Some say AI is our guardian angel: choosing fun social media posts, suggesting products to make us happiest, restocking our fridges and driving our cars. But others disagree: the Asian man whose phone recognised the faces of all his European friends but not his, the woman whose family discovered her pregnancy because an algorithm sent her baby-related adverts, or the US Governor of Massachusetts who claimed the state’s medical records were private and anonymous – and promptly had his own medical records found by an algorithm and publicly released.
We are all familiar with the dark side of artificial intelligence: villains like HAL, who locked Dave Bowman on the cold side of the pod bay doors in 2001: A Space Odyssey, or Skynet's attempt to terminate Sarah Connor in The Terminator. But the myth of evil AI goes back much further. In 1872, Samuel Butler's novel Erewhon suggested for the first time that machines could evolve conscious thought. And in 1920, Czech writer Karel Capek introduced robots - who promptly took over the world.
These stories show the power, the danger and the risk of human-level intelligences – smart minds with their own agenda - in tough, fast machine bodies. This is what the term “artificial intelligence” used to mean: a machine which looks at you with a human gaze, which knows you, and which has clever plans that may not have your well-being at heart.
Today, however, the term “AI” is applied to everything from your smartphone to your fridge. “AI” has lost its value. It is now used to describe algorithms which may be smart at one task, but don’t have the ability to adapt, to switch between different tasks, to and to understand the world like humans do. To refer to machines with human-level intelligence, researchers now say artificial general intelligence, or AGI. These AI villains are actually AGI villains.
But how far are we from being oppressed, harmed, or exploited by AGI? Oxford philosopher Nick Bostrom has catalogued a variety of unhappy endings which AGI could bring us, from tiny robots replicating out of control until the surface of the world is covered in “grey goo”, to machines deciding that we humans can’t look after ourselves and keeping us in a kind of technological zoo.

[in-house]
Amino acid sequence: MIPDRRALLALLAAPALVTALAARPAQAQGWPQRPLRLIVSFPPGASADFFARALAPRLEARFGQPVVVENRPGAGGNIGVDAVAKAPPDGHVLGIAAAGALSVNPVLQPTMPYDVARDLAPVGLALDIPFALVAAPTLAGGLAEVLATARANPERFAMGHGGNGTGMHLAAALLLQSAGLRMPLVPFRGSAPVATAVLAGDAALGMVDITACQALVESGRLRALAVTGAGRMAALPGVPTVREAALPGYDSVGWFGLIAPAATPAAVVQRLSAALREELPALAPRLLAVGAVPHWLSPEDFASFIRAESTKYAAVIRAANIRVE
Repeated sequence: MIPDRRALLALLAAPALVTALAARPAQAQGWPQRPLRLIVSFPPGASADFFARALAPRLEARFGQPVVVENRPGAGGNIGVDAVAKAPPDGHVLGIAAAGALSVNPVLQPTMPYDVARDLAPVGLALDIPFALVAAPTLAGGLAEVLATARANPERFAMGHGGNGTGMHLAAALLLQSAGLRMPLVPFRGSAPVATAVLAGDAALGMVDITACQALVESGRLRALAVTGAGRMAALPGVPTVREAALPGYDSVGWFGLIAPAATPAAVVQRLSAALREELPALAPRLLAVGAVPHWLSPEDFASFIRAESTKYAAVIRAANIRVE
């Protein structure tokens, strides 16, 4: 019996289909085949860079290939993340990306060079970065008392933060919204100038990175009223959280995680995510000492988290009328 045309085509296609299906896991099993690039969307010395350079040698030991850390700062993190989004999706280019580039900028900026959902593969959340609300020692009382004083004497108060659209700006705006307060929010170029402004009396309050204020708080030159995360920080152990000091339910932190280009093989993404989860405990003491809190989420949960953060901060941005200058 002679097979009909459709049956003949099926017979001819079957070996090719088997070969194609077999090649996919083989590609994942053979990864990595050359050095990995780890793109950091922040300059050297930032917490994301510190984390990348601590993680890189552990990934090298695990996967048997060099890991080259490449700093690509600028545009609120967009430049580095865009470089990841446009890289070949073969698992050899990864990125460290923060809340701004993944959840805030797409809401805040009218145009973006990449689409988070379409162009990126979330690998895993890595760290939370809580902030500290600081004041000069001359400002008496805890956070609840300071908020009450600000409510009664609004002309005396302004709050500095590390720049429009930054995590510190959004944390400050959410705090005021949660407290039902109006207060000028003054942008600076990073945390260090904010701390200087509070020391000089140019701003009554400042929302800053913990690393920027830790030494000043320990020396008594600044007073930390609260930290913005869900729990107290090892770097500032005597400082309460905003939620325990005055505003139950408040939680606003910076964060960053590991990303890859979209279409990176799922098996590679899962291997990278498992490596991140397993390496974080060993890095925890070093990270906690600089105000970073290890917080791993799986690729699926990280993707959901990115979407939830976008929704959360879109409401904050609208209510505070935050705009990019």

But I’m not worried about any of these theories. AGI doesn’t yet exist, AI can only just play Jenga on its own, and only a handful of robots can recover from being pushed over. I think we’re safe for a while. What worries me most about the present and the future is not artificial intelligence, but an evil which has always walked beside us and always will: normal people who have swapped their moral compass for the power of algorithms.
I began to worry ten years ago, when online shopping sites started to use recommendation algorithms to suggest products. If we all follow their suggestions, we’ll all end up buying the same things, and losing the diversity of individual taste, the "long tail". I worried a bit more when social media platforms decided that their algorithms, rather than I, should control my news feed. These social media sites aren’t services designed to help us: they are addictive experiences designed to sell our attention. Their real customers are ad posters, from whom which some sites are reported to earn £20 per year per user in the US.
Things got even more concerning in 2015, when Michael Kosinski at the University of Cambridge developed a simple model which, given 250 of your Facebook likes, could guess your personality traits better than your own family could. And the world was recently shocked when Cambridge Analytica copied this model, allegedly using it to promote political campaigns for President Trump and the Vote Leave and Leave.EU groups.
Here’s the bombshell. None of these methods use artificial general intelligence. They all use simple methods called machine learning: any algorithms which allow machines to learn from data and predict the outcome of new events. The term machine learning does cover powerful methods like “neural networks” algorithms modelled loosely on the human brain, which recognise objects and faces.
But it also includes very simple techniques which can be used off-the-shelf by any programmer. Cambridge Analytica’s personality prediction model uses regression, a method that asks which variables (such as your social media preferences) have most influence on an outcome (such as your personality traits). Regression is so simple that first-year psychology students can do it by drawing a line on a graph.
"AI" is such a vague term that it’s wise to avoid using it yourself and to mistrust it wherever you see it. Nine times out of ten, you’ll see it in an advert for a service which actually uses simple machine learning methods - definitely not as exciting. If you mean human-level minds in metal bodies, talk about artificial general intelligence. We don’t need to fear AGI: it’s very far in the future. But we should be very worried about the harm that a small team of humans can do by gathering large amounts of user data, spinning up a few simple algorithms, and switching off their conscience.